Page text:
But what does that mean?

It certainly doesn’t mean someone who’s mastered everything that life can throw at them. That’s an unrealistic standard in the extreme, and anyone who thinks he’s reached that particular bar probably lacks imagination.

Rather, it means someone who has a handle on the basics. And I don’t necessarily mean the basics of filling out an application for title insurance or fixing a stopped-up drain, though those things are certainly good.

The basics I want in a partner are the basics of conducting a life with respect, compassion, and decency toward other human beings, which has a lot less to do with the mechanics of life and a lot more to do with the passion for life.

In a way, that’s a bit like porn. It’s hard to define precisely what that looks like, though I do tend to know it when I see it. Were I to make a list of the things that a black belt at life understands, it might include things like:

Feelings are not (necessarily) fact.

Just because I feel bad, that doesn’t necessarily mean that someone else has done something wrong. Just because I feel good, that doesn’t necessarily mean that what I’m doing is right.

There is more to life than avoiding awkwardness or discomfort. Sometimes, awkwardness and discomfort are an inevitable part of learning and growth. Sometimes, they point to places where I can improve.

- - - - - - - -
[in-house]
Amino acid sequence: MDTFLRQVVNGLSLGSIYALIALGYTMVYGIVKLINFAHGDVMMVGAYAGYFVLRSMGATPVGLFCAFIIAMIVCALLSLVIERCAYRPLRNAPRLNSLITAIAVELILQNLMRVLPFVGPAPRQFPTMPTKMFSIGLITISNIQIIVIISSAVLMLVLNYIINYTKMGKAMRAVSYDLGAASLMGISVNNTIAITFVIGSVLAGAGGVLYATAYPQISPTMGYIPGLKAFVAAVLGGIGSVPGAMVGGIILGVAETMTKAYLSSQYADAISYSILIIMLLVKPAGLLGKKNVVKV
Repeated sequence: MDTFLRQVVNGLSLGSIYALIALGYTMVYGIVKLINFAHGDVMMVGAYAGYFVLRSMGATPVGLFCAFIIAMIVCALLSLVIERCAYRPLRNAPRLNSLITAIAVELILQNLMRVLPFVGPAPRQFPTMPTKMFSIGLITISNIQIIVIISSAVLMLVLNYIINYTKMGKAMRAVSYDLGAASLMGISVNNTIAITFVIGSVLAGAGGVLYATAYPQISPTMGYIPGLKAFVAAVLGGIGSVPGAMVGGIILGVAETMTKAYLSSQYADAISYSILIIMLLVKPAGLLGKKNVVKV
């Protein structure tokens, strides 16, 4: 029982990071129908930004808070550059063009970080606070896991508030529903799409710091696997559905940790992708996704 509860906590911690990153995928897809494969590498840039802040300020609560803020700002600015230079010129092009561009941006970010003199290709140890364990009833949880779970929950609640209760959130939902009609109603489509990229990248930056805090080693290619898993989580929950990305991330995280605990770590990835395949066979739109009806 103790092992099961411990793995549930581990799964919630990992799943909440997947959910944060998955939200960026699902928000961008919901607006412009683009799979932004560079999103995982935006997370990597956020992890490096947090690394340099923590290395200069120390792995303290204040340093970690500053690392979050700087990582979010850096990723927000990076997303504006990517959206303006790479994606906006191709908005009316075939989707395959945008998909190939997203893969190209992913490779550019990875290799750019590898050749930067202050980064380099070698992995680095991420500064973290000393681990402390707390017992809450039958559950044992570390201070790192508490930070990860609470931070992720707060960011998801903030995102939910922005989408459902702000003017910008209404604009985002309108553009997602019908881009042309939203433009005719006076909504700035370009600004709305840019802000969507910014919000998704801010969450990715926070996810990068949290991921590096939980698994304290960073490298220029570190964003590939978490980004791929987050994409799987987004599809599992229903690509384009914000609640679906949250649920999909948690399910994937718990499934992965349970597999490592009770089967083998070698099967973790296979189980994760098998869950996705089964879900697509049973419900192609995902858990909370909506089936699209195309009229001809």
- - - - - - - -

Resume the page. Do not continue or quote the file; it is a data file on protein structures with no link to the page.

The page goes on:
There are better ways to deal with the things that I feel than to direct other people around or through my feelings.

Life is what happens to you while you’re making other plans.

The world is filled with beauty and chaos and joy and sorrow and pain and uncertainty and fear and ecstasy and heartache and passion. All these things are part of life’s song; to fear any of them is to fear life itself.

Life rewards those who move in the direction of greatest courage.

You can not expect to have what you want if you do not ask for what you want. Open, honest, fearless communication is not only the best way to build a healthy relationship; it is the only way.

Fear of intimacy is one of the greatest enemies of happiness.

Conflict is inevitable. We are all on different journeys, and sometimes there is turbulence between us. Dealing with conflict can be done without creating drama.